Today as we read, we will use details in the illustrations to support the author's point.  Just like the legs of a table support the top, the details support the author's point.  This author, Steve Jenkins, tells you his point on the opening page.  Listen and see if you hear him say his point or the main topic.

The Common Core standards don't expect first graders to pick out the author's point, but students are expected to name the main topic.  Especially if it's early in the school year, provide as much assistance as your students need.

  The main topic will be external parts.  Here's the author's point, "Animals use their noses, ears, tails, eyes, mouths, and feet in very different ways."  I'm going to write that here on the easel as, "Animals use their external parts in very different ways."  Then, while we are reading, let's see if the illustrations give us key details that make us agree with Steve Jenkins.

There is a pattern to this book.  First, Steve Jenkins gives close-ups of a particular part on five or so animals.  On this page, I ask students to turn-and-talk to predict which animals they think the parts belong to, and why they might be special or unique.  Then, when you turn the page, you see the animals using their parts in a unique way.  The text reinforces the illustrations.  There are lots of "aha's" and "wow's."  

I hold the book to my chest and read the question; for example, "What do you do with ears like these?"  Not showing the page right away heightens their excitement and anticipation!  Then I show the close-ups.  

Whose ears are these?  Why might they be special?  Turn-and-talk.

As you can see from the video, every year, the predictions are such fun!  We disagree respectfully, and I always ask, "Who has another idea or more to share?"  Plus, there are always a few questionable animal parts.  Who does that belong to, anyway?  Those ears look like legs, right?!?

I turn to the animals page and give students a moment to get out their, "I knew it's" and "Oh, now I see's."  Then, I read the text for each animal.  After each animal fact, I give time for discussion and reflection.  For example:

Oh my gosh!  Crickets have ears on their knees?!?  No way!  I am picturing how silly it would be if I had ears on my knees!  That's a WOW fact for me.  No wonder he picked crickets for the ear category, their ears sure are unique.  

I continue presenting the pages in this fashion.  I also continue referring to the main point.  For example:

Steve Jenkins said the animals use their parts in different ways.  Do all of the animals use their feet the same way... to walk?  (Students turn-and-talk, then share.)  No!  The chimpanzee eats with his feet, and the water strider floats on water with his feet.  Those are different ways to use feet, which make me agree with Steve Jenkins' point.  Give me a thumbs-up if you are agreeing with Steve Jenkins right now.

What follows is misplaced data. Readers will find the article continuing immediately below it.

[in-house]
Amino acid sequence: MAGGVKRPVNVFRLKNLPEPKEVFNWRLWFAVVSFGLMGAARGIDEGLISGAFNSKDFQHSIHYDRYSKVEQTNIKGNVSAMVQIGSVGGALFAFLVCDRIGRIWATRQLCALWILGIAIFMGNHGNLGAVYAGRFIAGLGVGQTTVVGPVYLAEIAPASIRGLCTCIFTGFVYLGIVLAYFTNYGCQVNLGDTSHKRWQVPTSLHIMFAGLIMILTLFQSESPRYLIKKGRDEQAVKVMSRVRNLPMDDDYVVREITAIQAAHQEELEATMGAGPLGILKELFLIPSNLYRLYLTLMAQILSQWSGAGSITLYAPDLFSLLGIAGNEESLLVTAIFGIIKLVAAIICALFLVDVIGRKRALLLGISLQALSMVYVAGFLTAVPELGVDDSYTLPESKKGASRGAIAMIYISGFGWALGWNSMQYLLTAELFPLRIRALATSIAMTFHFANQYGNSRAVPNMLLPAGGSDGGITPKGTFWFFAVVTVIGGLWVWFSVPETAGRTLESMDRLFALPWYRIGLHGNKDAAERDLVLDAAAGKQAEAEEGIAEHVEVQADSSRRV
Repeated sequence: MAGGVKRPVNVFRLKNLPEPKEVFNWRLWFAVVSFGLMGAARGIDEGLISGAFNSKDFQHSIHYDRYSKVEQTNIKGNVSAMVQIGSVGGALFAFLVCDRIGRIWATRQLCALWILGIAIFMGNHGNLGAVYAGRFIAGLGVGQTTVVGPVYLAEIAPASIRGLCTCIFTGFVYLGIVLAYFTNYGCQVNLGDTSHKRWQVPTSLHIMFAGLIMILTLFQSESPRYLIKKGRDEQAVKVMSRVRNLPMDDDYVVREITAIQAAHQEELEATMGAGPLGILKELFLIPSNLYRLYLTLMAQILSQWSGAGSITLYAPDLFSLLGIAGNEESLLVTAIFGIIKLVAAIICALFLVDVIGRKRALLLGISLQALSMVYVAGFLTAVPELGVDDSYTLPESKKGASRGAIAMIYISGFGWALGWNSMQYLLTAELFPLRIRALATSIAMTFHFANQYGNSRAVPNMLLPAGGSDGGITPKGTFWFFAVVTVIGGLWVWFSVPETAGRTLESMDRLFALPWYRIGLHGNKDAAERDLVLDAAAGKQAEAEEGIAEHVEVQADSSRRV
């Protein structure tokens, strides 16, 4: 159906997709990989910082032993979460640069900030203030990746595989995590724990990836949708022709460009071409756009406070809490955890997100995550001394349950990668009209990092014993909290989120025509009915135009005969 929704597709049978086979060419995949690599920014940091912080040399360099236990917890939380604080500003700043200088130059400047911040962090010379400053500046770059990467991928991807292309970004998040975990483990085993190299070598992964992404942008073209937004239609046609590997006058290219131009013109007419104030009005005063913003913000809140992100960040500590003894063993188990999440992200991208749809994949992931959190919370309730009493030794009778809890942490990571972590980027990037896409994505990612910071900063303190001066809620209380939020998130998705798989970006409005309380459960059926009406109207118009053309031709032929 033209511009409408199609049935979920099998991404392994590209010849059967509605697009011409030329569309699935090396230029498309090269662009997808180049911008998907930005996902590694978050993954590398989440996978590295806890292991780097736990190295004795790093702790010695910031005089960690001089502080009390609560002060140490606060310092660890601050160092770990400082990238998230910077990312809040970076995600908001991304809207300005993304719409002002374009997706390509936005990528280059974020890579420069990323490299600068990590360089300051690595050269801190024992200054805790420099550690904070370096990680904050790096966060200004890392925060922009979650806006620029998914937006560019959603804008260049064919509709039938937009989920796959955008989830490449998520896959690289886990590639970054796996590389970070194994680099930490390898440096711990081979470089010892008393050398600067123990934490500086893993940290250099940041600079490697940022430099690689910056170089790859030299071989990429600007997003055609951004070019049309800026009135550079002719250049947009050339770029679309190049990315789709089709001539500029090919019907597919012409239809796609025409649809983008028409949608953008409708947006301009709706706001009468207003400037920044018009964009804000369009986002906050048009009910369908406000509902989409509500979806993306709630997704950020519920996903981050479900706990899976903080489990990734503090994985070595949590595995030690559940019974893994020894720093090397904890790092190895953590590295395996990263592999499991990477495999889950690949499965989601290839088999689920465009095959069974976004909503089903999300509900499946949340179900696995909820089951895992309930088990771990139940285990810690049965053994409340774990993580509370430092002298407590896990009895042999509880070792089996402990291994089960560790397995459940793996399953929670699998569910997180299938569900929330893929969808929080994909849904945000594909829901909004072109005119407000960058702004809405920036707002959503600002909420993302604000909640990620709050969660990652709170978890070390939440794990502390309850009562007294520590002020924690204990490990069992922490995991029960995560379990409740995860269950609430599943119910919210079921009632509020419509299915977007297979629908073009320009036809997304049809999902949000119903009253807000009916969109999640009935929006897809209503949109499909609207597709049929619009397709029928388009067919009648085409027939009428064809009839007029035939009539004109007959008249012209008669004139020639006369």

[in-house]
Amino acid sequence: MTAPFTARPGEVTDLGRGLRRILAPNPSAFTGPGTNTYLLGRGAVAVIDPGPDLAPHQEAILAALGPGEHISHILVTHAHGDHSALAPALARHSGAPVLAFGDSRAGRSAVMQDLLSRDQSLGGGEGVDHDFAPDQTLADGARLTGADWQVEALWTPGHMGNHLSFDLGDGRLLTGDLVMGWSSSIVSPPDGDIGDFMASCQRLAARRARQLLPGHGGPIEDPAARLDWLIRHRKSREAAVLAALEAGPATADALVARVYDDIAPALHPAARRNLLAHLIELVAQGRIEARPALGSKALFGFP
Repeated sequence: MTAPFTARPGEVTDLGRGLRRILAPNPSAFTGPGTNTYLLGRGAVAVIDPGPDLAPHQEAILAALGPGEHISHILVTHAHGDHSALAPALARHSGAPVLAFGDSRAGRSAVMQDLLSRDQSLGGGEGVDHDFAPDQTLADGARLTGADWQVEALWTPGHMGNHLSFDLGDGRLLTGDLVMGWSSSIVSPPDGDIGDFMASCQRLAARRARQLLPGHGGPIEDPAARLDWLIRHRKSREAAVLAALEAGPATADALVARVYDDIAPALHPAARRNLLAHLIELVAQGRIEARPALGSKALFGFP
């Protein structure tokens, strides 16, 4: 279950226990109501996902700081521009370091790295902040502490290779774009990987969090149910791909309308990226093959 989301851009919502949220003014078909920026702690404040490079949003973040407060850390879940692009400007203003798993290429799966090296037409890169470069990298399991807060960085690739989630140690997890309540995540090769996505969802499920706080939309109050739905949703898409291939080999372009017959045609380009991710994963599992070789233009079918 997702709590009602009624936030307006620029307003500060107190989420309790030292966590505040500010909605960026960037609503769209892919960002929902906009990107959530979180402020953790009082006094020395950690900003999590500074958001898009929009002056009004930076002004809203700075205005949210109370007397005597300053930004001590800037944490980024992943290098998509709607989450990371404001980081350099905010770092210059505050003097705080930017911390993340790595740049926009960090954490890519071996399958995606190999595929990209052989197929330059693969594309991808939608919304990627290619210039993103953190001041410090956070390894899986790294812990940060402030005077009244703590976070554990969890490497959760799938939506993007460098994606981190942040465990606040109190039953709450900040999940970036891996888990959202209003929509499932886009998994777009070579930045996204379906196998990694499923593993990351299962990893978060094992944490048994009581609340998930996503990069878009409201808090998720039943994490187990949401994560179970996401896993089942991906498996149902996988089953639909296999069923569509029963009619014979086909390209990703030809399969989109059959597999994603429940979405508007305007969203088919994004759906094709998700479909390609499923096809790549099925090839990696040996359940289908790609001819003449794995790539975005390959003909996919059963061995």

In the back of the text, where Steve Jenkins gives additional information, I say:

Wow!  Steve Jenkins is so smart and he has so much schema (background knowledge) about animals.  These bits in the back aren't about external parts, but he still wanted to teach you about them.  If you want to know more about one of the animals in this book, you can go here.

With so much conversation throughout this lesson, I do not have time to read the additional blurbs.  But I encourage you to read a selected animal or two if your students were particularly fascinated by one (the horned lizard gets my vote)!

After reading the text, I leave it on my front chalk ledge for a week or two.  Students love taking this one to independent or partner reading.  

Closing

5 minutes

For the closing, students return to their seats and fill out the blank verse of the External Features song with an animal from Steve Jenkins' book.  You can choose to have them work independently or with partners.  I chose elbow partners (the person sitting next to them) because I have a lot of struggling writers this year.  What was more important was that they were retelling a key fact, not whether they figured out how to write it.  

This is always a bit of loud independent work in my room, as they talk and share ideas together! Plus, they are still excited from such incredible WOW facts.

Friends, I want you to pick the animal that was such a WOW for you-- a fact from this book that you do not want to forget!  Let's write a verse of the External Features song for that animal.  For example,

Chimpanzees,

Chimpanzees,

Have strong feet

Have strong feet

That help them eat, they eat with feet

Feet help them survive, help them survive.

If time remains, I have students retell key details from the text by sliding animal pictures into external feature categories on the Tail Like This flipchart.  This also makes a good warm-up and review the following day!